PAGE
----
Diagnostic Imaging of the Foot and Ankle for Physical Therapists

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Diagnostic Imaging for the Physical Therapist

Diagnostic Imaging of the Hip for the Physical Therapist

Diagnostic Imaging of the Knee for the Physical Therapist


In addition to a thorough history and clinical exam, imaging may be helpful in diagnosing and creating a plan of care in a patient with a foot or ankle injury.  Imaging of the foot and ankle can be beneficial to rule in or rule out pathology after trauma to the foot or ankle or when an injury is not progressing with conservative management.  For bony pathology, there are 3 standard views for a radiograph.  The AP view is projected through the body of the talus and distal tibia.  The lateral view demonstrates the articulation of the distal tibia and talus, as well as a lateral view of the calcaneus and tarsal bones.  The mortise view displays the talus and the distal tibia without overlay from the fibula.  If instability is suspected a stress image can be taken to determine ligamentous laxity.  If soft tissue damage or tissue inflammation is suspected an MRI or diagnostic ultrasound may be indicated.  [1]

Hallux Valgus:

Hallux Valgus is a deformity where the great toe deviates laterally and the 1st metatarsal deviates medially to create a valgus angle at the 1st MTP joint.  Because this is a bony deformity a radiograph is the gold standard for determining Hallux Valgus.  [2]

Reading a radiograph for Hallux Valgus

Radiograph of Hallux Valgus
Reprinted from [2]
  • Preferred radiograph view is a dorsoplantar view in weight bearing.
  • The valgus angle is measured from the 1st metatarsal to the great toe.  An angle >15 degrees is considered a hallux valgus deformity. [3]

Lateral Ankle Sprain:

The lateral ankle ligaments are involved in 95% of ankle sprains.[1] In lateral ankle sprains, 66% are isolated tears of the anterior talofibular ligament (ATFL), 20% have associated calcaneofibular ligament (CFL) sprains and the posterior talofibular ligament (PTFL) is rarely involved[3].  Imaging for a lateral ankle sprain may be indicated through mechanism of injury, location of pain and positive special tests (anterior drawer and talar tilt test).  A study comparing the diagnostic accuracy of MRI, ultrasound, and stress radiograph to the “gold standard”, arthroscopic surgery, found accuracies of 97%, 91% and 67%, respectively in determining tears of the ATFL.  The study also compared the ability to determine location of the tears and found that MRIs could accurately tell the location of the tear in 93% of cases and that ultrasound could tell the location in 63% of the cases.  [4]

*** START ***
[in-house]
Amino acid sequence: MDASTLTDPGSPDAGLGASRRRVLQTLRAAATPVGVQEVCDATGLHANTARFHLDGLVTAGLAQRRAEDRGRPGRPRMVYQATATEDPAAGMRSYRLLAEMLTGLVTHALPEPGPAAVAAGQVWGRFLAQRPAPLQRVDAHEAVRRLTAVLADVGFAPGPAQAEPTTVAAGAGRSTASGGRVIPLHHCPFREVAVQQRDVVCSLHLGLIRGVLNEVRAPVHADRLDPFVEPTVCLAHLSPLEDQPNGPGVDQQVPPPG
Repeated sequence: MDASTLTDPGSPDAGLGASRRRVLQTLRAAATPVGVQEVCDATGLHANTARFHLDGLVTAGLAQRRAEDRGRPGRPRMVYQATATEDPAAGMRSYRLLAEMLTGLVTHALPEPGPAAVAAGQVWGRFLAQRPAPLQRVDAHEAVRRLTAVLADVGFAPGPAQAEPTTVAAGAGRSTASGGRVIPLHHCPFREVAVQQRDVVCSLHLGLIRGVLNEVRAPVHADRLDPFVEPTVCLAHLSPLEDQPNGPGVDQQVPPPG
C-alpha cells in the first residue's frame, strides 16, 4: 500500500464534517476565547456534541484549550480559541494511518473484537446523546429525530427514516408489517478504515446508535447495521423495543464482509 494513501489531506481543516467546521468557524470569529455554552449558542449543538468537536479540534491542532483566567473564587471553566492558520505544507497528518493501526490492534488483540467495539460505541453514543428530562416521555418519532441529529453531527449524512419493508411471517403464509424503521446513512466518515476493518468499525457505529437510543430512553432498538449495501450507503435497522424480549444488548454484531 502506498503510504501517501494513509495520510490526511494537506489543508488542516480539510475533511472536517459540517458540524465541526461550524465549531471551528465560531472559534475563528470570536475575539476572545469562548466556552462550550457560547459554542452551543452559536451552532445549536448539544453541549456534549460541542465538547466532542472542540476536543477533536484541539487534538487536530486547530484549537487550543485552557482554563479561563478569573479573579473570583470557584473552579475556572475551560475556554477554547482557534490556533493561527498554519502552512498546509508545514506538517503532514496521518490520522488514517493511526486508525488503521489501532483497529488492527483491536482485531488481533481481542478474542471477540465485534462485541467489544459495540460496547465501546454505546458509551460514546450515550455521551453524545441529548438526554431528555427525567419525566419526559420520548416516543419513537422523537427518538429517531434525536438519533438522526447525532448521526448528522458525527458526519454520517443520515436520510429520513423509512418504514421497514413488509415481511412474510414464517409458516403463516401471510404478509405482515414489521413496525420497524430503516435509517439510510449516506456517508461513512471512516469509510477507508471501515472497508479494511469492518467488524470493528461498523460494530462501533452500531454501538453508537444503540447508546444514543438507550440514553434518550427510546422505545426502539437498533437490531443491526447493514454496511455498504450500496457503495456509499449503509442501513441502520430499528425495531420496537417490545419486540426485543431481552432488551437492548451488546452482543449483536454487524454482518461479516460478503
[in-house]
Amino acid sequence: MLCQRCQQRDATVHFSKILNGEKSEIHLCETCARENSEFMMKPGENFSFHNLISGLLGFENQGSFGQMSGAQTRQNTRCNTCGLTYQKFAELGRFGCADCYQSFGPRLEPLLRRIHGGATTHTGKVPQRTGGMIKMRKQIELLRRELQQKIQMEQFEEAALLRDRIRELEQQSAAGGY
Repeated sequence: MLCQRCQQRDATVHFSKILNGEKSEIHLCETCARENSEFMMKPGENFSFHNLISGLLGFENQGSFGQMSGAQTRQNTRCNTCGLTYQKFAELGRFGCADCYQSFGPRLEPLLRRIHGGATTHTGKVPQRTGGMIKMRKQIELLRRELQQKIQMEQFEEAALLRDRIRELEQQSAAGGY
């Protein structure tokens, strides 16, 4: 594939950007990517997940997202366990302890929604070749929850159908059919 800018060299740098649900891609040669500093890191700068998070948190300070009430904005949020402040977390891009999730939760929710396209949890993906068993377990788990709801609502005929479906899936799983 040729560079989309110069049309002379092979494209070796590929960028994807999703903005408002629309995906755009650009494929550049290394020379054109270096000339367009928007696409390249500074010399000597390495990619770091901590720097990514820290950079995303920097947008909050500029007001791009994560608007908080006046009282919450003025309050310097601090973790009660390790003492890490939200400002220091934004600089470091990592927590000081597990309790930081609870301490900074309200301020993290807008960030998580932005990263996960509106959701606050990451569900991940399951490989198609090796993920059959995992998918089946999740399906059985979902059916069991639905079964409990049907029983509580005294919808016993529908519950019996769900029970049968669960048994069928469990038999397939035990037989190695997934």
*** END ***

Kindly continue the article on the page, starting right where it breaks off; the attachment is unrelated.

Reading an MRI for lateral ankle sprains [4]

T2 Weighted Axial image of ATFL tear
Reprinted from  http://www.radsource.us/clinic/0308
  • Typically a T2 weighted image from an axial view is used to detect tears in the ATFL.
  • Ligamentous injury is indicated if there is discontinuity, a wavy or curved contour or increased signal intensity within the ligament.

Reading an ultrasound for lateral ankle sprains [4]

Ultrasound image of ATFL tear
Reprinted from http://blog.naver.com/PostView.nhn?blogId=narssen0&logNo=120065795408&redirect=Dlog&widgetTypeCall=true
  • Imaging is performed with the ankle in slight plantar flexion and inversion to put a stretch on the ATFL
  • Ligamentous injury is indicated if there is discontinuity of the ligament or the ligament is hypoechoic.

Syndesmotic (High) Ankle Sprain

A syndesmotic ankle sprain occurs when there is an injury to the anterior inferior and posterior inferior tibiofibular ligament and/or the interosseus ligament.  Syndesmotic ankle sprains are more common in contact sports and typically occur with external rotation of the tibia on a dorsiflexed ankle on a planted foot. [3]  Clinical indications of a syndesmotic ankle sprain may be the mechanism of injury, pain at the distal tibiofibular joint and positive special tests (dorsiflexion external rotation test, squeeze test and cotton test).  If a syndesmotic ankle sprain is suspected the initial imaging choice may be 3 view radiographs taken in single leg standing.  Radiographs can be beneficial in determining an osseus avulsion, which is present in 50% of syndesmotic ankle sprains, and to determine syndesmotic widening.  AP and mortise view radiographs have been shown to have 100% specificity, but poor sensitivity.  If a syndesmotic sprain is not indicated on a radiograph, but there are still questions regarding the diagnosis an MRI may be indicated.  [5]

Reading a radiograph for syndesmotic ankle sprains [5]

Radiograph of syndesmosis
Reprinted from  http://www.aafp.org/afp/2001/0101/p93.html
  • 3 views taken in single leg weight bearing.
  • Look for osseus avulsions in the anterior or posterior aspects of the tibia
  • Look for gapping or “clear space” in the posterior aspect of the syndesmosis.  >5 mm measured on an AP or mortise view is considered abnormal.

Reading and MRI for syndesmotic ankle sprains [5]

T2 axial view of anterior tibiofibular ligament disruption
 Reprinted from  http://www.radsource.us/clinic/1007
  • An axial view of T1 and T2 weighted MRIs can be indicated to determine syndesmotic ankle sprains.
  • Positive MRI findings for syndesmotic ankle sprains on a plain T1 or T2 weighted image are abnormal course, irregular contour or increased signal intensity.